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Instances

  • In the hydrodynamic interpretation of the behaviour of electromagnetic fields, the acceleration of electric fluid in a particular direction creates a positive vortex of magnetic fluid. This in turn creates around itself a corresponding negative vortex of electric fluid.
  • Smoke ring : A ring of smoke in the air.
  • Lift-induced drag of a wing on an aircraft.
  • The primary cause of drag in the sail of a sloop.
  • Whirlpool : a swirling body of water produced by ocean tides or by a hole underneath the vortex, where water drains out, as in a bathtub. In popular imagination, but only rarely in reality, can they have the dangerous effect of destroying boats.
  • Tornado : a violent windstorm characterized by a twisting, funnel-shaped cloud. A less violent version of a tornado, over water, is called a waterspout.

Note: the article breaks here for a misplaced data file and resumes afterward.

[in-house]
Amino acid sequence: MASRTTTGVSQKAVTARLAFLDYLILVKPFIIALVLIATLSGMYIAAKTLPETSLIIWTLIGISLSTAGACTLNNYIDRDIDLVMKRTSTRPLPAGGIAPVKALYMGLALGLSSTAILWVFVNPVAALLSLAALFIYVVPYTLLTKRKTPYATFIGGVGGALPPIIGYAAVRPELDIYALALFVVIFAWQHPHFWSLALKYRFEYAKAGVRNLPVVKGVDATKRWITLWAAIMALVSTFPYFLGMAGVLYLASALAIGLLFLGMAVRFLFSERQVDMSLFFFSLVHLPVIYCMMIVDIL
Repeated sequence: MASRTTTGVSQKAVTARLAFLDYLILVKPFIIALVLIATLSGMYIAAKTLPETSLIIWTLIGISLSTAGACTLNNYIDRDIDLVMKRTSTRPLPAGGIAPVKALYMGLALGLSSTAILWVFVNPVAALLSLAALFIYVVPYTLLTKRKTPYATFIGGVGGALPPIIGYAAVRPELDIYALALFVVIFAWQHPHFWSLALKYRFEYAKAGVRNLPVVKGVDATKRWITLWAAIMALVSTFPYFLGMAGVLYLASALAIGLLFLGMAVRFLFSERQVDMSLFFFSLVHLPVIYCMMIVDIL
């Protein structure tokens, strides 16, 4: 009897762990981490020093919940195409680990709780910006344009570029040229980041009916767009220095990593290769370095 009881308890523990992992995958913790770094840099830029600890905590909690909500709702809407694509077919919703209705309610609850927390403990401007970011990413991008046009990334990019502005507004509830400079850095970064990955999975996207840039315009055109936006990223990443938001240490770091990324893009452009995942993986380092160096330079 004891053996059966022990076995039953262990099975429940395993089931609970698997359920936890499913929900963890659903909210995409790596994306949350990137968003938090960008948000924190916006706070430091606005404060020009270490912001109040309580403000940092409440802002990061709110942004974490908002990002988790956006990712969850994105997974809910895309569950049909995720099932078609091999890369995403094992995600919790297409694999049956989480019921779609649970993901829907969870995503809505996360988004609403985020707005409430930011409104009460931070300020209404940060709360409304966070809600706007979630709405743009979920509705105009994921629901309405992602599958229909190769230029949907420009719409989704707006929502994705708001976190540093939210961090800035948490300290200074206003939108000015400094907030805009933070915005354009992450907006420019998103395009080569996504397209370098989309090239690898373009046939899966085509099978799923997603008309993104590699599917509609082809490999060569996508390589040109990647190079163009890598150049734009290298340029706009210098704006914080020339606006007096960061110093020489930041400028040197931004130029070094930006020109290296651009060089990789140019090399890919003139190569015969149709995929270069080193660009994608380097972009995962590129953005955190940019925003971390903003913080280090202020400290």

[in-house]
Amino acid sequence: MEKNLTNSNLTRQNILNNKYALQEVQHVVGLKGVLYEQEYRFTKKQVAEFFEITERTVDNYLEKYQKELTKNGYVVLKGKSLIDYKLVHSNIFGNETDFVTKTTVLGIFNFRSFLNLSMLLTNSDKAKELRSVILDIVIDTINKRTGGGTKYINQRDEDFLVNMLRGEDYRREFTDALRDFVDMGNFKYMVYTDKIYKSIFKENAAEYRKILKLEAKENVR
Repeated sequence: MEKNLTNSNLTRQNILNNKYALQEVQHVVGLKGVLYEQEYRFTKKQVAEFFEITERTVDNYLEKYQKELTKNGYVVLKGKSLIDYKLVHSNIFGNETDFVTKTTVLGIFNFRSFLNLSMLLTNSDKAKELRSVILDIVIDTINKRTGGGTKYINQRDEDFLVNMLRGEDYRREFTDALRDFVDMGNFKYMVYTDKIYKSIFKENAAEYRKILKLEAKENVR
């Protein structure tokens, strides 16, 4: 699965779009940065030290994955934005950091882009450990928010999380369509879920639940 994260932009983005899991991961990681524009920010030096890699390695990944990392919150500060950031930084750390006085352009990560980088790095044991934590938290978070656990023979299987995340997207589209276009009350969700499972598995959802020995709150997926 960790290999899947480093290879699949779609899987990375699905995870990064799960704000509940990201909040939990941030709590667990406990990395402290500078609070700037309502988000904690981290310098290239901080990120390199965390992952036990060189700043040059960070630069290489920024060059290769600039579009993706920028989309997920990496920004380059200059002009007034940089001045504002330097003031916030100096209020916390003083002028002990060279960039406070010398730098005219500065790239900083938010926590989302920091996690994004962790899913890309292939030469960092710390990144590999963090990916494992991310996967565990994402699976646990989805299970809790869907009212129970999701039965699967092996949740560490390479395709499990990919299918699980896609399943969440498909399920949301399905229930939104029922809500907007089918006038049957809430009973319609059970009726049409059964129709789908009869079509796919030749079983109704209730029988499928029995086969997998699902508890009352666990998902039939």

• Hurricane : a much larger, swirling body of clouds produced by evaporating warm ocean water and influenced by the Earth's rotation. Similar, but far greater, vortices are also seen on other planets, such as the permanent Great Red Spot on Jupiter and the intermittent Great Dark Spot on Neptune.
  • Polar vortex : a persistent, large-scale cyclone centered near the Earth's poles, in the middle and upper troposphere and the stratosphere.
  • Sunspot : dark region on the Sun's surface (photosphere) marked by a lower temperature than its surroundings, and intense magnetic activity.
  • The accretion disk of a black hole or other massive gravitational source.
  • Spiral galaxy : a type of galaxy in the Hubble sequence which is characterized by a thin, rotating disk. Our galaxy, the Milky Way is of this type.